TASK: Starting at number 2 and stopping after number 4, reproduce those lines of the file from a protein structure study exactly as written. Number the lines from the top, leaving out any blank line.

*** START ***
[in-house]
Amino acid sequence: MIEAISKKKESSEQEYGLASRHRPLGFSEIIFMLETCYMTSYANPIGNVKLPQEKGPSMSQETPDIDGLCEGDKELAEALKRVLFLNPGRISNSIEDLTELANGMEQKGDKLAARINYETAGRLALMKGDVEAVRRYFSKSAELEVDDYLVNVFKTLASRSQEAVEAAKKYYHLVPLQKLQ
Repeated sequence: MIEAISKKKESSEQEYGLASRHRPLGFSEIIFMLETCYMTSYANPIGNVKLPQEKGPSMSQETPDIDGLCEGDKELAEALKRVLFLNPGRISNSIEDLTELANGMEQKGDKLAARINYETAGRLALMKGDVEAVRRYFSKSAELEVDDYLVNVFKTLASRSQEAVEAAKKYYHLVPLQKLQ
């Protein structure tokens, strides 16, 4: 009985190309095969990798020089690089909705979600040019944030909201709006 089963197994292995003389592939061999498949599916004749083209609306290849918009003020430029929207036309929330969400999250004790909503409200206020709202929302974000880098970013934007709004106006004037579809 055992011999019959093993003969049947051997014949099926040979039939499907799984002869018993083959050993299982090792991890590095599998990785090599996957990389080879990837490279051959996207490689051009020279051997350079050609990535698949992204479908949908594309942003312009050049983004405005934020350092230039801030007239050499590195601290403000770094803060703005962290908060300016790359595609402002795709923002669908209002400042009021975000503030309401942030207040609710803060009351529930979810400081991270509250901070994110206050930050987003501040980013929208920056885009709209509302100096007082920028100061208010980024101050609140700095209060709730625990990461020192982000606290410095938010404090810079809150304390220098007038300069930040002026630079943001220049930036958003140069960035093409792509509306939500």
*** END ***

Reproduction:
Amino acid sequence: MIEAISKKKESSEQEYGLASRHRPLGFSEIIFMLETCYMTSYANPIGNVKLPQEKGPSMSQETPDIDGLCEGDKELAEALKRVLFLNPGRISNSIEDLTELANGMEQKGDKLAARINYETAGRLALMKGDVEAVRRYFSKSAELEVDDYLVNVFKTLASRSQEAVEAAKKYYHLVPLQKLQ
Repeated sequence: MIEAISKKKESSEQEYGLASRHRPLGFSEIIFMLETCYMTSYANPIGNVKLPQEKGPSMSQETPDIDGLCEGDKELAEALKRVLFLNPGRISNSIEDLTELANGMEQKGDKLAARINYETAGRLALMKGDVEAVRRYFSKSAELEVDDYLVNVFKTLASRSQEAVEAAKKYYHLVPLQKLQ
């Protein structure tokens, strides 16, 4: 009985190309095969990798020089690089909705979600040019944030909201709006 089963197994292995003389592939061999498949599916004749083209609306290849918009003020430029929207036309929330969400999250004790909503409200206020709202929302974000880098970013934007709004106006004037579809 055992011999019959093993003969049947051997014949099926040979039939499907799984002869018993083959050993299982090792991890590095599998990785090599996957990389080879990837490279051959996207490689051009020279051997350079050609990535698949992204479908949908594309942003312009050049983004405005934020350092230039801030007239050499590195601290403000770094803060703005962290908060300016790359595609402002795709923002669908209002400042009021975000503030309401942030207040609710803060009351529930979810400081991270509250901070994110206050930050987003501040980013929208920056885009709209509302100096007082920028100061208010980024101050609140700095209060709730625990990461020192982000606290410095938010404090810079809150304390220098007038300069930040002026630079943001220049930036958003140069960035093409792509509306939500």